On Saturday, July 21, 2012, ACQTC (The Algonquian Confederacy of the Quinnipiac Tribal Council), otherwise known as the “Long-Water-Land Nation” held their annual Powwow/Social/Feast (known as a “Nickommo” to the Algonquian-speaking people of what is now New England). They celebrated with their ancient friends at the Old Stone Church of East Haven, CT.
Last year (June 25, 2011), they celebrated the 300-year anniversary of the church. The Quinnipiac had helped them build the church out of stone and were provided a sanctuary area behind the church during difficult times (circa 1711). At last year’s event a ratification of their original treaties of 1638-1639 occurred as they performed the ancient sacred Bond of the Covenant ritual.
Well, they decided to do it again this year as a combined Social, Powwow, and Nickommo (Indian feast) at the Old Stone Church grounds.
They all met outside the church to enjoy the atmosphere, as Quinnipiac leaders greeted the public, the press, and invited guests.
Social dances were performed as elders, adults, and children celebrated the Summer Solstice or “Nepun.” Ed Wolf-Walker Conley, Quinnipiac War-Chief and carver of sacred masks, recited “The Song of Transformation” (strong prose – with traditional drums and snapping turtle shell rattles providing the beat). The Song was written by this writer to celebrate 12,000 years of survival in the Long-Water-Land and to express thankfulness for all our blessings. This is similar in concept to the Haudenosaunee Thanksgiving oration, only in modern form.
Sachin Surenda, a 15-year old boy who is attending Harvard Summer School and is a student-intern of ACQTC, came with his mother (who is from India) to join us and learn about our culture and traditions.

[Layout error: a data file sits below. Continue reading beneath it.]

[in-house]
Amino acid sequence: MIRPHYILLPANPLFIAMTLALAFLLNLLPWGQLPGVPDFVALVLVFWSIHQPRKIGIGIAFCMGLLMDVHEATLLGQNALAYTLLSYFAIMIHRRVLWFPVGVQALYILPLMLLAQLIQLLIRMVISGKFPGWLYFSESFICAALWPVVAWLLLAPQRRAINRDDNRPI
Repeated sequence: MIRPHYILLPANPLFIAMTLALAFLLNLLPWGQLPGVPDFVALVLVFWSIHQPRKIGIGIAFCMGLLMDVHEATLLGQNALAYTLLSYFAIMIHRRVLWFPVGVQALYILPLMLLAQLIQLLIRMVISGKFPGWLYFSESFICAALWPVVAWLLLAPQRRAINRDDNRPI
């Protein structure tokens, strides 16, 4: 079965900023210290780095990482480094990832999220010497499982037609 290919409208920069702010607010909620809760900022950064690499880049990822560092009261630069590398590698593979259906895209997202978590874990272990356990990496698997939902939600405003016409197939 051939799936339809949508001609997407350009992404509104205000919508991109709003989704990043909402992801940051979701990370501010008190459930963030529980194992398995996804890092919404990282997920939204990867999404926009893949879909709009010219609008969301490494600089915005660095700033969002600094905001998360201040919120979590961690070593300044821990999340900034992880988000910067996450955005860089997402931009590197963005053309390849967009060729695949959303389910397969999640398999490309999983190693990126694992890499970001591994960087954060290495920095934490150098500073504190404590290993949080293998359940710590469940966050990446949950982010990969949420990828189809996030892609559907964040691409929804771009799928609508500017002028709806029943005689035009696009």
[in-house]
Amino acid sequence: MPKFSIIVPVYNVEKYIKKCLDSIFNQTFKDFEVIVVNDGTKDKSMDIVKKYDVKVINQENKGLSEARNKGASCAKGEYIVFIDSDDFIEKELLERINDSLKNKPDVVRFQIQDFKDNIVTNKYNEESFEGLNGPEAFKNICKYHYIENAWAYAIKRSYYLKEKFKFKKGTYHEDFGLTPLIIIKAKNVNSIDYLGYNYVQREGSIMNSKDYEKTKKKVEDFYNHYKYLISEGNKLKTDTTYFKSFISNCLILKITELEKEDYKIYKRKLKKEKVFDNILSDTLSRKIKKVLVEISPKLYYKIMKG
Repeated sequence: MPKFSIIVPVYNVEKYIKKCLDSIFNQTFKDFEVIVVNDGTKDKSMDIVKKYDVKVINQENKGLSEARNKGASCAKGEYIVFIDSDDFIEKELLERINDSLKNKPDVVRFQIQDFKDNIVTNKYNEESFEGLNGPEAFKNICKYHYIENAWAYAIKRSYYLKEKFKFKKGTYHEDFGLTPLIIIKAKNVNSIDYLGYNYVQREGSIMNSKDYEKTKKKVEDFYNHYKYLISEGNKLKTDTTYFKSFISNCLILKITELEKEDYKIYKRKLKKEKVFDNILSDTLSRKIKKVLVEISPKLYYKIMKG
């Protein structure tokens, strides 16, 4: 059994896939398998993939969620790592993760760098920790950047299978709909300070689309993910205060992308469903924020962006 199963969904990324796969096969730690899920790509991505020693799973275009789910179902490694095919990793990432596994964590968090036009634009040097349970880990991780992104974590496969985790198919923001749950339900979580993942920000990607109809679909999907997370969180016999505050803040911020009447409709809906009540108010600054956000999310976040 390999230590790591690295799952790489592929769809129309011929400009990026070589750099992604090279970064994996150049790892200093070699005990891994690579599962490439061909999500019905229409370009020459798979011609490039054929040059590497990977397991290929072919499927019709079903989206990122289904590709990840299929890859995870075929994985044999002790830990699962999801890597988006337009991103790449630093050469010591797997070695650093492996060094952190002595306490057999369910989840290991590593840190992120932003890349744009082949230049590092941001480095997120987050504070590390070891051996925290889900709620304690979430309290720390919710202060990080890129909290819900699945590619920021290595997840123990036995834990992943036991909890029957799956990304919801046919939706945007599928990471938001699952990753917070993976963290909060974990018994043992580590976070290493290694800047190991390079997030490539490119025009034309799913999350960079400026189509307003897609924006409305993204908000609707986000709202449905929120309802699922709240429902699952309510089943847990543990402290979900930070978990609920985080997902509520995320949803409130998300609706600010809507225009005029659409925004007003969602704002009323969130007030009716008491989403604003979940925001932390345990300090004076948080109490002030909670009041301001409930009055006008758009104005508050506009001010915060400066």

Another feature was the annual adoption ceremony. The Quinnipiac are an exogamous nation who have adopted outsiders into their family for hundreds, if not thousands of years. This year Kathy Red-Squirrel Mallory was officially adopted by the Quinnipiac. She is the first member of the Old Stone Church to be adopted and is now the God-Daughter of me, Iron Thunderhorse, and my wife, Little Owl, who is Quinnipiac Headwoman.
Another person of note to be adopted this year was Jerald Hernandez of Mescalero, New Mexico, who is Native American Chaplain for the Estelle and Terrell Units in the Texas Prison System. He is the coordinator and I serve as pipe-carrier and elder of the circles. As we discussed different issues in our traditional talking-circle, he said, “It is important we provide a good example for these young inmates – so I want to be adopted by the Quinnipiac to show our unity and brotherhood.” The traditional name given him for his adoption was “True-Heart” or “Werra-Mittah” in the Wampano-Quiripi R-dialect.
Paul “Coyote-Song” Tobin, of the Caretakers Society, was also officially adopted into the family. Coyote-Song runs the Quinnipiac Sweat Lodge program, as well as being our official carver of beautifully-designed and carefully-detailed sacred ceremonial pipes.
Another important special guest at the event was Robert Hawk-Storm Bergin, who was honored at the Social as Chief Councilor to the Quinnipiac Maweomi or “Central Council Fire” and as Spokesman for the Schaghticoke Indian Reservation of Kent, Connecticut.
Chuck Medeiros was another important guest at the event. He is the creative designer of a joint-effort known locally as the “Quinnipiac Sustainable Community Development Project Alliance” in which areas around AMTRAK Stations (beginning in New Haven – up into Massachusetts and beyond) will be re-developed using a number of innovative and environmentally-friendly concepts. Quinnipiac will act as senior mentors and will operate an exclusive tourism department, providing services free of charge to senior citizens and youth, who wish to visit the ancient Quinnipiac trails and landmarks, as well as a half-dozen Connecticut parks associated with our Quinnipiac history.
This social event ended with a traditional pot luck feast and a media Question & Answer session. Local newspapers and television stations were invited to participate. Arts and crafts were offered as part of ACQTC’s non-profit fundraising efforts. ACQTC is a non-status indigenous nation that is completely autonomous and independent, in the tradition of our ancient Long-Water-Land people’s occupation of this area since time immemorial. ACQTC Enterprises, QTC Press Publications, and a collective co-op alliance provides self-reliant sustainability.